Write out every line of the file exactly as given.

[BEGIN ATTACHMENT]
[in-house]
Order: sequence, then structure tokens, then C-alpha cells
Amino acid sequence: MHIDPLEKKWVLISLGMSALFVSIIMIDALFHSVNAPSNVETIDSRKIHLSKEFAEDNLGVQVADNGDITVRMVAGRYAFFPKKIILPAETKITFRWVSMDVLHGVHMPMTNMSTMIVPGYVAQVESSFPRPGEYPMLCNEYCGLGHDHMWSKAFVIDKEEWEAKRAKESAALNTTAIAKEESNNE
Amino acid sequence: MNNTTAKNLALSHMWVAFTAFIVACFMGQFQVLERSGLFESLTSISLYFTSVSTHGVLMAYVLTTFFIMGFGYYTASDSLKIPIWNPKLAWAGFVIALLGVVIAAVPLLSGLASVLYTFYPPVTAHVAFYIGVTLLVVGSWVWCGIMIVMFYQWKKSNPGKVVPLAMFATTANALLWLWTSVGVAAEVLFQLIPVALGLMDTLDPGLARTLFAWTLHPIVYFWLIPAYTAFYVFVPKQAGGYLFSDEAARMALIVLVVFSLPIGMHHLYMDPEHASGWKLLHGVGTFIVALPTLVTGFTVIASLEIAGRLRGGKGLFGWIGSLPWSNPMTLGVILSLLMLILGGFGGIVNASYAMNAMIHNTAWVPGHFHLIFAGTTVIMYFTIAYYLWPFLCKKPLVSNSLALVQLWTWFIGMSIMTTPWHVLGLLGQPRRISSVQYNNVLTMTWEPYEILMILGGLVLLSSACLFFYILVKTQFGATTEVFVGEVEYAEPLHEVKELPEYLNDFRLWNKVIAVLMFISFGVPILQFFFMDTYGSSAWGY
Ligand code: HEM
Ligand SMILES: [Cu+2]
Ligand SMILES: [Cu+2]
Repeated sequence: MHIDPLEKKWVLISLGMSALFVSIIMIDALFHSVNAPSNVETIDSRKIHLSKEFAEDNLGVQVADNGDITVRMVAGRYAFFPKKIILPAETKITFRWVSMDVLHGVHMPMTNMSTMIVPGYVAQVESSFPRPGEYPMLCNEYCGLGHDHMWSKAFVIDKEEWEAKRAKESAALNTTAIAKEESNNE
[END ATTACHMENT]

[in-house]
Order: sequence, then structure tokens, then C-alpha cells
Amino acid sequence: MHIDPLEKKWVLISLGMSALFVSIIMIDALFHSVNAPSNVETIDSRKIHLSKEFAEDNLGVQVADNGDITVRMVAGRYAFFPKKIILPAETKITFRWVSMDVLHGVHMPMTNMSTMIVPGYVAQVESSFPRPGEYPMLCNEYCGLGHDHMWSKAFVIDKEEWEAKRAKESAALNTTAIAKEESNNE
Amino acid sequence: MNNTTAKNLALSHMWVAFTAFIVACFMGQFQVLERSGLFESLTSISLYFTSVSTHGVLMAYVLTTFFIMGFGYYTASDSLKIPIWNPKLAWAGFVIALLGVVIAAVPLLSGLASVLYTFYPPVTAHVAFYIGVTLLVVGSWVWCGIMIVMFYQWKKSNPGKVVPLAMFATTANALLWLWTSVGVAAEVLFQLIPVALGLMDTLDPGLARTLFAWTLHPIVYFWLIPAYTAFYVFVPKQAGGYLFSDEAARMALIVLVVFSLPIGMHHLYMDPEHASGWKLLHGVGTFIVALPTLVTGFTVIASLEIAGRLRGGKGLFGWIGSLPWSNPMTLGVILSLLMLILGGFGGIVNASYAMNAMIHNTAWVPGHFHLIFAGTTVIMYFTIAYYLWPFLCKKPLVSNSLALVQLWTWFIGMSIMTTPWHVLGLLGQPRRISSVQYNNVLTMTWEPYEILMILGGLVLLSSACLFFYILVKTQFGATTEVFVGEVEYAEPLHEVKELPEYLNDFRLWNKVIAVLMFISFGVPILQFFFMDTYGSSAWGY
Ligand code: HEM
Ligand SMILES: [Cu+2]
Ligand SMILES: [Cu+2]
Repeated sequence: MHIDPLEKKWVLISLGMSALFVSIIMIDALFHSVNAPSNVETIDSRKIHLSKEFAEDNLGVQVADNGDITVRMVAGRYAFFPKKIILPAETKITFRWVSMDVLHGVHMPMTNMSTMIVPGYVAQVESSFPRPGEYPMLCNEYCGLGHDHMWSKAFVIDKEEWEAKRAKESAALNTTAIAKEESNNE